Have I told you how much I love sports? I’m a fanatic. I played just about every sport you can think of as a kid. I collect memorabilia and even display it. I’m in three Fantasy Football leagues and have never watched an episode of Game of Thrones because it conflicts with Sunday Night Football (No, I don’t have time to record and watch later, on account of the three Fantasy Football leagues I have to keep up with).

Sports are my escape from most of my (and the world’s) problems. So, I’m super-excited anytime I can research and write about sports.

Except, this week. This week, sports sucked big-time. This week, sports ARE the problem.

Here are a few things we’re seeing:

The latest round of player protests may not scare more NFL fans away, but it’s making it much harder for the league to win people back. One of our senior analysts, Casey, had written a piece about NFL fan attrition last Friday and I came THIS close to telling you about it in last week’s email. Then, POTUS called the players a bunch of SOBs and we knew the fireworks were coming. Casey’s write-up on the before & after numbers is worth a quick read. TL/DR; Last Sunday’s drama didn’t necessarily offend a larger wave of NFL fans – it just made all of the people who were already leaving the sport much more resolved to never return.

If that’s not bad enough for the NFL, these pissed-off fans could punish the league’s sponsors if they’re not careful. Take a look at the chart below. 31% of U.S. adults say they would be Very Likely to boycott companies who sponsor leagues that are on the wrong side of political issues. These boycotters are much more likely to be affluent men between the ages of 55-64. I’m guessing that’s a pretty valuable demo to the NFL.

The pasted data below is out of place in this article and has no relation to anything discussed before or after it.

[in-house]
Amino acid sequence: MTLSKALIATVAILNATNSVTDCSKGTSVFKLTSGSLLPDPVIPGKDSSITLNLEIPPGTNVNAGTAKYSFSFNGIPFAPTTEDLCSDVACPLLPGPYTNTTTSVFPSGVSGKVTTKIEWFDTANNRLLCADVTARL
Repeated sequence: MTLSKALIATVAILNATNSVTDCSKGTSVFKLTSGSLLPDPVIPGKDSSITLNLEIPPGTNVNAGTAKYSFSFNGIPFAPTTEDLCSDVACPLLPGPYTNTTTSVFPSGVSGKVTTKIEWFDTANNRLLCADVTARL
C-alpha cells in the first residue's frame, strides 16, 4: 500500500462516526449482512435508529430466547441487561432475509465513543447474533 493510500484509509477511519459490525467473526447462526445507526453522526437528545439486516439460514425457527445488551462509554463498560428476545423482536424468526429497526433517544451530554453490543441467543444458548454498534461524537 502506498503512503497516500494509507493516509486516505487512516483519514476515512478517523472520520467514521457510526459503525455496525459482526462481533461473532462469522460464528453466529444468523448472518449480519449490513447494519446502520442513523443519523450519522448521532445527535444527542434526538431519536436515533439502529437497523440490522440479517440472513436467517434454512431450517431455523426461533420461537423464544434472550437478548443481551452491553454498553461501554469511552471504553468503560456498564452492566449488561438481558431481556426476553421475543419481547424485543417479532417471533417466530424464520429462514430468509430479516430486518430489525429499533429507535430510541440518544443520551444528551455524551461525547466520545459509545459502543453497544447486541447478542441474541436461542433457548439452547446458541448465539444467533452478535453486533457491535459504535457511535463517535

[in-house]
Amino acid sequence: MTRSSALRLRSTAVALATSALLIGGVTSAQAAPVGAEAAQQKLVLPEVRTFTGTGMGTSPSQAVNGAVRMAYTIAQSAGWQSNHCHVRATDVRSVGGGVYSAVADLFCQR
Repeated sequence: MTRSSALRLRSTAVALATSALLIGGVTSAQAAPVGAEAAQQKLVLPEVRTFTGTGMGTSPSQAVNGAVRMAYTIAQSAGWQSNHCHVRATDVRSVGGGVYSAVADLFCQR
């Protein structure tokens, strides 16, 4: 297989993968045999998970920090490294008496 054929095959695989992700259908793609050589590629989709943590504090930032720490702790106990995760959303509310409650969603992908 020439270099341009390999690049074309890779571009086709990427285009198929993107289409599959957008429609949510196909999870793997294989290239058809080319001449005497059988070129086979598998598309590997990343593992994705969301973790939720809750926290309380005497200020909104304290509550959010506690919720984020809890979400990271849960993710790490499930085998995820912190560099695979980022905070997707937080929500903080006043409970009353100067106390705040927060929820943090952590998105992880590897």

Oh, and the NFL wasn’t the only sports organization in a spot-of-bother…

The current NCAA basketball scandal and the role shoe companies played in it could halt the growth Adidas has been enjoying. 30% of adult consumers say they are less likely to purchase Adidas products based on the allegations that they bribed college basketball coaches. The saving grace for Adidas is that younger consumers are much less likely to care – and they’re the ones who are more influenced by sports marketing to begin with.

And here’s the punch-line:

It’s all basically the same people. Just look at the blue box at the top of this chart. Some people are hyper-sensitive to the mix of sports, ethics, and politics and some people just don’t care. The problem is that today (as I’ve told you a hundred times by now) politics are driving consumer behavior for 30-40% of Americans (roughly the same percentage who voted a certain way last year) in unprecedented ways. Maybe they’re all bluffing. But what if they’re not?

We did spend some time on things other than sports.

People are changing as healthcare consumers in lots of different ways. We published two different pieces of research on this topic this week. One found that Americans are less concerned about the state of healthcare than they were two years ago. There’s reason to believe this is correlated with proliferation of the Affordable Care Act (No, I’m not defending it; please don’t send me hate mail). As more people have health insurance, the less likely they are to worry about healthcare. You don’t need to be a data scientist to figure that out.

People who are most likely to switch health insurance providers go to the movies 36% more than average. That was just one of a list of 10 healthcare-related tidbits we wrote about. I liked this movie-related one because I know there are a lot of insurance-company types who read this email. Strikes me as useful.

Some Random (Vacation) Stats:

• 55% of Americans prefer beach vacations over all others
• 19% prefer camping or hiking vacations
• Cruises and learning/experiential vacations are tied at 13%
• 55% of people have gone or would go on vacation by themselves
• 46% of people love camping; 30% hate it.
• 22% have never been camping
What has two thumbs and hates camping? This guy.

Hoping you’re well,